I am a layperson trying to better understand negative pledge covenants.
- Is following a correct example of a negative pledge covenant? John borrows $500 from Jane. Jane makes John sign a contact stipulating a negative pledge covenant such that he cannot borrow more and dilute Jane's money. For example, suppose John buys an iPhone with Jane's money. Puts that iPhone as collateral at a pawn shop and borrow $250. This would violate such covenant. If the covenant is violated, Jane can accelerate the debt.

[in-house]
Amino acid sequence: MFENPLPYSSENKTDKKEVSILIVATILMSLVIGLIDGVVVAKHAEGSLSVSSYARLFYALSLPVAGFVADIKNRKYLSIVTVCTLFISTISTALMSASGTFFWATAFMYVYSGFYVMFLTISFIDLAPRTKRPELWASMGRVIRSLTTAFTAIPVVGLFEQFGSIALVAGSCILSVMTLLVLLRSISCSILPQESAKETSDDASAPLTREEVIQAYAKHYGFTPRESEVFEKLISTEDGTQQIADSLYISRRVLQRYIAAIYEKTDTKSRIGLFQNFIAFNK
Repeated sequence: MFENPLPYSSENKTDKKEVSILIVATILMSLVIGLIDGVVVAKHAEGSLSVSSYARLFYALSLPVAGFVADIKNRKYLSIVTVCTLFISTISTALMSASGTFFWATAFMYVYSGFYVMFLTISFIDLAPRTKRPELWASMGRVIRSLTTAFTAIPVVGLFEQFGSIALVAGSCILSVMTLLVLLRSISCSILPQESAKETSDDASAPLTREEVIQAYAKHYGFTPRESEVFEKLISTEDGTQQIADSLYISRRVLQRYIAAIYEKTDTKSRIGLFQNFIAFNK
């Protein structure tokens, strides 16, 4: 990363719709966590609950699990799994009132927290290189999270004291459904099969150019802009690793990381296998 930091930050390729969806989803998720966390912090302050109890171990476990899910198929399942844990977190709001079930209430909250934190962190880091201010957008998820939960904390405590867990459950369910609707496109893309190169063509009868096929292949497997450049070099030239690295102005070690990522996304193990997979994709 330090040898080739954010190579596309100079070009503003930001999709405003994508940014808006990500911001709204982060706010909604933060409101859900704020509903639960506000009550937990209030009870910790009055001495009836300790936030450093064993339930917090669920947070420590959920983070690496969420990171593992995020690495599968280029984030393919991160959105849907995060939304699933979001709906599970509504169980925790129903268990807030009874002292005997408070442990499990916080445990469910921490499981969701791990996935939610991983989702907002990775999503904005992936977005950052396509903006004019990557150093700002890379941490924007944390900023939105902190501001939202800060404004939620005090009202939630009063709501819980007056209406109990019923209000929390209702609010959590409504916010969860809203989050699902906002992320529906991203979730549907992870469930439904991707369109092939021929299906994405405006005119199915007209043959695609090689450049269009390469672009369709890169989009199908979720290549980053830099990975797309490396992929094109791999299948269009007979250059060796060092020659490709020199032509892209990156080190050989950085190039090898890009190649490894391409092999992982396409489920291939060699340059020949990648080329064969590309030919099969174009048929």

Is it true that secured debt has absolute priority? In the above example, if John cannot meet the debt obligation to the pawn shop, the pawn shop can accelerate debt "ahead of" Jane and seize the principal plus interest. So, it is possible Jane is left with nothing to reclaim?
If the answer to #2 is true or partially true, why do people, corporations, and governments still put negative pledge covenants in debt contracts? Is this just a convention or stylized mechanism?